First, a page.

This True Crime Series Is Taking Another Look At A Murder Trial That Ripped A Family Apart


The true crime tale that many were introduced to in the documentary series The Staircase is being given another moment in the spotlight as the focus of the Investigation Discovery series An American Murder Mystery: The Staircase. Per CNN, Kathleen Peterson was found dead at the bottom of a staircase in her Durham, North Carolina home in 2001, and her husband Michael put on trial for her murder — both events throwing their shared family into disarray. But where are Michael Peterson's kids in 2018?

Per CBS News, Michael Peterson was tried and convicted of first-degree murder in 2003 and sentenced to life in prison. But Peterson has always maintained his innocence in his wife's death. The Associated Press reported that Superior Court Judge Orland Hudson vacated the verdict in 2011 based on a blood analyst's faulty testimony, granting Peterson the opportunity for a new trial. And in 2017, Peterson opted to use the Alford Plea in a manslaughter charge. (This plea allows a defendant to maintain their innocence while simultaneously acknowledging that prosecutors have enough evidence to secure a conviction.) Peterson had served enough time by that point to account for the new manslaughter sentence, and is now a free man.

The same AP report notes that Michael Peterson has been supported throughout the legal battle by his two biological children from a previous marriage to Patricia Sue Peterson, Todd and Clay; and by his two adopted daughters, Martha and Margaret. A Vulture review of The Staircase points out that Peterson's "bright college-age kids can meet his (very expensive) attorney on the same intellectual terms," and identify them as a key part of their father's support system.

Before the 2017 plea deal that ultimately set him free, Peterson tried unsuccessfully in to have the charges against him dropped, per the AP. During a break in a 2016 hearing, Peterson's son Clay told reporters, according to The News & Observer, "I certainly would like an outcome where justice would be served." He affirmed that he and his siblings still maintain that Peterson was innocent in the death of their stepmother.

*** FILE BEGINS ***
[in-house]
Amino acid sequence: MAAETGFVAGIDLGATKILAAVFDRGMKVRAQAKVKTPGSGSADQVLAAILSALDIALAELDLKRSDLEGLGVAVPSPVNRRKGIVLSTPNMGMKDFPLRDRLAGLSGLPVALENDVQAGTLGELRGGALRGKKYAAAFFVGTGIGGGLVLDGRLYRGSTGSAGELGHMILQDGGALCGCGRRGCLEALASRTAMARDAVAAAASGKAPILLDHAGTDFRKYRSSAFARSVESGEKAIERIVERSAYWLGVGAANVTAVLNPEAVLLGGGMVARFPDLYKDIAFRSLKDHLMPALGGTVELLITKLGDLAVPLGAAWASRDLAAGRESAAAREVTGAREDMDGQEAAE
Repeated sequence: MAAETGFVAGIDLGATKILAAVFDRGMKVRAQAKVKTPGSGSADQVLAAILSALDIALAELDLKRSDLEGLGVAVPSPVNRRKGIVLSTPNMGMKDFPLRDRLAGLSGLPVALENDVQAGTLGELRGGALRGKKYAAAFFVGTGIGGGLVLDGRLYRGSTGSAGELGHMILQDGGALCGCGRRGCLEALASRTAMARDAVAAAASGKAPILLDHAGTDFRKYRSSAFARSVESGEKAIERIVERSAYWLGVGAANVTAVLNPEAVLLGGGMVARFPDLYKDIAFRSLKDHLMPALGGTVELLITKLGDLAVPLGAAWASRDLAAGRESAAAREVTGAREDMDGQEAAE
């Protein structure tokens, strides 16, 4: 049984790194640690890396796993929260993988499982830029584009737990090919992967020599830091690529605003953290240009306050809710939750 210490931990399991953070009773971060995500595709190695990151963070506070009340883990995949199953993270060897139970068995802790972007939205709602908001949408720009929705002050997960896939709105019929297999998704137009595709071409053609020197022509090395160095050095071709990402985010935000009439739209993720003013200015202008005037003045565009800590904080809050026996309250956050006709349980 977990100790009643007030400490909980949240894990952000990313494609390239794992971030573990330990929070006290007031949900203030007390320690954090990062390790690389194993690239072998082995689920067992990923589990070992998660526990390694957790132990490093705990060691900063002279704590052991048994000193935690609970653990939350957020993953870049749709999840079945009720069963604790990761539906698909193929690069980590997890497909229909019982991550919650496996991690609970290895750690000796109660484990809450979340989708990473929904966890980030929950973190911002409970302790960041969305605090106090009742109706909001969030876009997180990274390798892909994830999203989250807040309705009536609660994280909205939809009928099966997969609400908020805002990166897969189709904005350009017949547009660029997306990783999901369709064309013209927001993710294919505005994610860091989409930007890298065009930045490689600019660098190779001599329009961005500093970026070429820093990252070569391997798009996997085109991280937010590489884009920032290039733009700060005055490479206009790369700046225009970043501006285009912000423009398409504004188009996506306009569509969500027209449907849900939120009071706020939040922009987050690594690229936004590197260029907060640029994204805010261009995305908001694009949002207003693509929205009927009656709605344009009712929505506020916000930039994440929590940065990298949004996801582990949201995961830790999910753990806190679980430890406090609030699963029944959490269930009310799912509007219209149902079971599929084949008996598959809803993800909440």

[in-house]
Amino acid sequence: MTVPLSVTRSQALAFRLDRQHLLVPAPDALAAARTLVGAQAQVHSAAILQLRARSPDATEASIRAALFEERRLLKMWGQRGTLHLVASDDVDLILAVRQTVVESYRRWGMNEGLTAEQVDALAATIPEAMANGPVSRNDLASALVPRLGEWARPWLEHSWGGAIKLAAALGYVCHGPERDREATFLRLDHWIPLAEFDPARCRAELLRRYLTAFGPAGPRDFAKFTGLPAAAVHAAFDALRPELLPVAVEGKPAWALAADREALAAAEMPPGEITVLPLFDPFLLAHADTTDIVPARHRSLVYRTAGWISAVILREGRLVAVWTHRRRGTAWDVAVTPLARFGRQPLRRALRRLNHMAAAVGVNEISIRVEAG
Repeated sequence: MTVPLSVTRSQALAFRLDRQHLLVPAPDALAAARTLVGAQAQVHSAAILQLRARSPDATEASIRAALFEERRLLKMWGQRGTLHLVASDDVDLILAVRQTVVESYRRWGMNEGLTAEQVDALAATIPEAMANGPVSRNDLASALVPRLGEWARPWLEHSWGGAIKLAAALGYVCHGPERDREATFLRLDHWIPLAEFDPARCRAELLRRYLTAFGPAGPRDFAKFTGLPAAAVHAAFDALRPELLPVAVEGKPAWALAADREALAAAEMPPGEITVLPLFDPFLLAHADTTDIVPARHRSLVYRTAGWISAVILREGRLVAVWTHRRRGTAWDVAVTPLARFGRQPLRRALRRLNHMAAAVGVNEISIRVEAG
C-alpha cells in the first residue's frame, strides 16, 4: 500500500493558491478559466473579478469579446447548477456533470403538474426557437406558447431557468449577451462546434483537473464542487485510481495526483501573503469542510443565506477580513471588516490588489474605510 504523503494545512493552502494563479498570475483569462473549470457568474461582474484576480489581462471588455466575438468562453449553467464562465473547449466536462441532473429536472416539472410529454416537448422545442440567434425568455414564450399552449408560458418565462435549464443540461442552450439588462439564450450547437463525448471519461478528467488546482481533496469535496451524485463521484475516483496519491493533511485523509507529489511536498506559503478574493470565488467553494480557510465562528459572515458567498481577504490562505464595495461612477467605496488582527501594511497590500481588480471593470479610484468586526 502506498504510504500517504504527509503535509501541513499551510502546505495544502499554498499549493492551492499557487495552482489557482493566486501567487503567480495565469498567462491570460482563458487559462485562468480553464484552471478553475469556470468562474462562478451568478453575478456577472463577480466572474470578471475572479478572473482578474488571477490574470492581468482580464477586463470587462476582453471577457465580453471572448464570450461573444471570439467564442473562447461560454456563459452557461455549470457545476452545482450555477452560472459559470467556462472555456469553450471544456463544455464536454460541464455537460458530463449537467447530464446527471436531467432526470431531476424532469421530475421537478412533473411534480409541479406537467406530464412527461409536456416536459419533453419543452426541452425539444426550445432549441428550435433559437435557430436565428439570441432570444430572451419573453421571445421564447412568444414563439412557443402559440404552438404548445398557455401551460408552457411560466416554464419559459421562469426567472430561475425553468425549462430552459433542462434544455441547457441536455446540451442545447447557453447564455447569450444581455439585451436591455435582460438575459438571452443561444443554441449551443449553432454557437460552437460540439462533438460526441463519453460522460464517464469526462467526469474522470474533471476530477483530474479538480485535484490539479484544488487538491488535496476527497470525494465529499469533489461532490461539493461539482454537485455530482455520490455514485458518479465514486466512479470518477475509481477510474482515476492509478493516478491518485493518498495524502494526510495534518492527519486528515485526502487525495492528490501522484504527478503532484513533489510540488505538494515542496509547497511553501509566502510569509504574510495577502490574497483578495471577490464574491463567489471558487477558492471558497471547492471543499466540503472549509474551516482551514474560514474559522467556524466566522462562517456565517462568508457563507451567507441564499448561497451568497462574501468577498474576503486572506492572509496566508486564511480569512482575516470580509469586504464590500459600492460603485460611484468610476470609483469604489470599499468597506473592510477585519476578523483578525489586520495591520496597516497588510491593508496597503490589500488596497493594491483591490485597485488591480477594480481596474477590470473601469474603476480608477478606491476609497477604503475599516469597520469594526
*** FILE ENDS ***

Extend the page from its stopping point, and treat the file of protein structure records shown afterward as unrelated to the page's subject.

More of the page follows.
Now, Peterson's sons have families of their own. The News & Observer reported that Clay Peterson has two young children, and now lives in Maryland. Todd Peterson lives in Tennessee. Their father, per the AP, now lives in a condo in North Carolina.

Their sisters Martha and Margaret are the biological daughters of Peterson's friend and neighbor from when he lived in Germany, Elizabeth Ratliff. According to CNN, Ratliff was also found dead at the foot of a staircase after spending an evening with Peterson, back in 1985. She was originally thought to have died due to a cerebral hemorrhage, but an exhumation and subsequent examination of her body found that the cause of death was actually blunt force trauma, per The News & Observer.

While some believed that the similarities between these deaths cast more suspicion on Michael Peterson, the AP reported that Martha and Margaret still support Peterson to this day. Per The News & Observer, Martha lives in Colorado and Margaret lives in California. The women declined to share any more about their personal lives with the publication.

Peterson was not the only one who brought children from a previous marriage into his relationship with Kathleen. Caitlin Atwater was Kathleen's daughter from her first marriage, and though she initially supported her stepfather's claim to innocence, she ultimately switched her position on his guilt during the 2003 trial, per The News & Observer. In fact, Atwater filed a civil suit against her stepfather. According to WRAL.com, she and Michael Peterson settled for $25 million. "By entering into this agreement, I can only hope I'll be able to put some of this behind me," Atwater said at the time.

"The only thing that I have to say about the trial and all the subsequent fallout is that, if there was any closure to possibly come from all of this, it came after sitting through the entire trial and listening day after day to all the evidence — on both sides," Atwater shared in an interview with Indy Week about the 2003 murder trial. "And after the closing arguments, when all was said and done, I felt confident that I knew what happened. I knew what happened to my mom. While there's no true closure that can ever come for an event like this, for a loss this deep, I was ready to walk away and start moving forward with my life."

So most of the children he had a hand in raising are still standing beside Michael Peterson. Atwater is strong vocal exception. Whatever they believe occurred that night, hopefully all of them have been able to move on.